The team also found a way of creating “a deeper emotional register” for James. A monotone computerised voice can’t convey emotions such as anger, happiness, calmness or frustration, so the team mapped different emotions onto musical motifs that would show how James was feeling. Similar motifis were created, Peter and the Wolf style, for people close to James, so that James’s brother knows, when he hears a particular sequence of notes, that James is calling him.
Most organisations would be cautious about spending time on a technology that, initially at least, could only be used by one person: the payback doesn’t justify the investment. But Lizbeth takes the long view. MyTobii donated its eye-tracking system for free, and SMARTlab tested the system and worked out how it could be refined and improved. Eventually, the system could be used by a much bigger group of disabled people.
One of Lizbeth’s favourite projects is SafetyNET, which uses new technologies to help stop violence against women and children. Operating in America, Africa and Europe, SafetyNET provides women and children with online information about domestic violence. In secure, moderated chat rooms, participants communicate with domestic violence specialists, lawyers and mentors. SafetyNET also gives women the opportunity to develop computer skills and to start online businesses: “So much of it has to remain under the radar; we can only ever show the tip of the iceberg of that project. It’s really about empowering communities of women to take control and protect themselves and each other.”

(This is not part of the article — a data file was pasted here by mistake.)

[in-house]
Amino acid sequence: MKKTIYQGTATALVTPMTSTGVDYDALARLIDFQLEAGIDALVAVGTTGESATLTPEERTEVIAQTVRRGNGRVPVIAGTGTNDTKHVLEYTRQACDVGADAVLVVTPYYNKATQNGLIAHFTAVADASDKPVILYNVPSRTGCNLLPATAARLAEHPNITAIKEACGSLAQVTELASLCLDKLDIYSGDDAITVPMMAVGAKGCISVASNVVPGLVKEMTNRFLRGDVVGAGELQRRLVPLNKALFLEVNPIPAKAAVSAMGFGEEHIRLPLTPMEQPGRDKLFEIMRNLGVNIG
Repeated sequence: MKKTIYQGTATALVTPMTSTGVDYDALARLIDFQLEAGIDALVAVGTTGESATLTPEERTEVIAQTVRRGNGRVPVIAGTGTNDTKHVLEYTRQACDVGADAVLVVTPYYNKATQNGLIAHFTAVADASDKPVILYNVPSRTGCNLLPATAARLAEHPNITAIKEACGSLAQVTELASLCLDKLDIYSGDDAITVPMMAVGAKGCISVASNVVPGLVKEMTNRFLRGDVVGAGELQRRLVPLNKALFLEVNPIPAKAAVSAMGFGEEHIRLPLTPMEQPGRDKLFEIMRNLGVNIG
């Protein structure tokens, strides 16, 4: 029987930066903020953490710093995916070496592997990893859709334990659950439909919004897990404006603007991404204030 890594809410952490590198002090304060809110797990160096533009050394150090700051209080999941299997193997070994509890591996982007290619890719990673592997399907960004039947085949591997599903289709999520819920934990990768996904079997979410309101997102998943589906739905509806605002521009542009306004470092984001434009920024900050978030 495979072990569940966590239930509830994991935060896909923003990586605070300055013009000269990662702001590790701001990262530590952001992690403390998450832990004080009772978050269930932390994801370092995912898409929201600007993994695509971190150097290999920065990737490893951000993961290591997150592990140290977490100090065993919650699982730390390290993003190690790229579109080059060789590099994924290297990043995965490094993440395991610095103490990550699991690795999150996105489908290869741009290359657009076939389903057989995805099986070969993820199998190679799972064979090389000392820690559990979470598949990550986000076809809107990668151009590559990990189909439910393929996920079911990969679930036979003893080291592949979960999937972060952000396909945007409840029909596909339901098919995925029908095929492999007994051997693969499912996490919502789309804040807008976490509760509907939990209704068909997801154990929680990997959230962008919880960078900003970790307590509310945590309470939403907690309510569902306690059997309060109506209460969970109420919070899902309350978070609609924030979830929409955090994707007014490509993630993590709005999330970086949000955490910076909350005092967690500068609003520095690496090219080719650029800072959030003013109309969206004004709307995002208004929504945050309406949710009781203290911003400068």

Another favourite is TRUST, a game invented for children with severe physical disabilities. TRUST uses a ‘haptic’ chair (the word refers to the sense of touch), known as the ActiveChair, which has a number of switches and sensors that enable the child sitting in it to play a story-telling game. On a screen in front of them is a virtual world that the child can manipulate by controlling the switches through hand, foot or leg movements. Children unable to move their limbs can operate the system using voice or even breath. It’s possible to network the ActiveChair so that the child can play with children in other countries.
“TRUST started off as a game for a specific hospital installation, and it’s become a research thread,” says Lizbeth. “It involves so many people in different parts of the world, and the output has been so very different, from very simple illustration games to high level technology games, but the aim is always the same: to help kids calm down, connect with themselves, connect with each other and heal while playing a game. The other aim of the TRUST project is to help the sick child or child with a disability be empowered in the centre of a circle and not be the outcast on the edge of the circle.”
That’s a neat summary of what SMARTLab is all about: bringing the disempowered and disenfranchised to the centre of the circle, away from the edge. By bringing together talented people from different backgrounds and professions, SMARTLab creates something new and unique – demonstrating that a combination of imagination and cutting-edge technology really can make a transformative difference to the lives of people at the edge of the circle.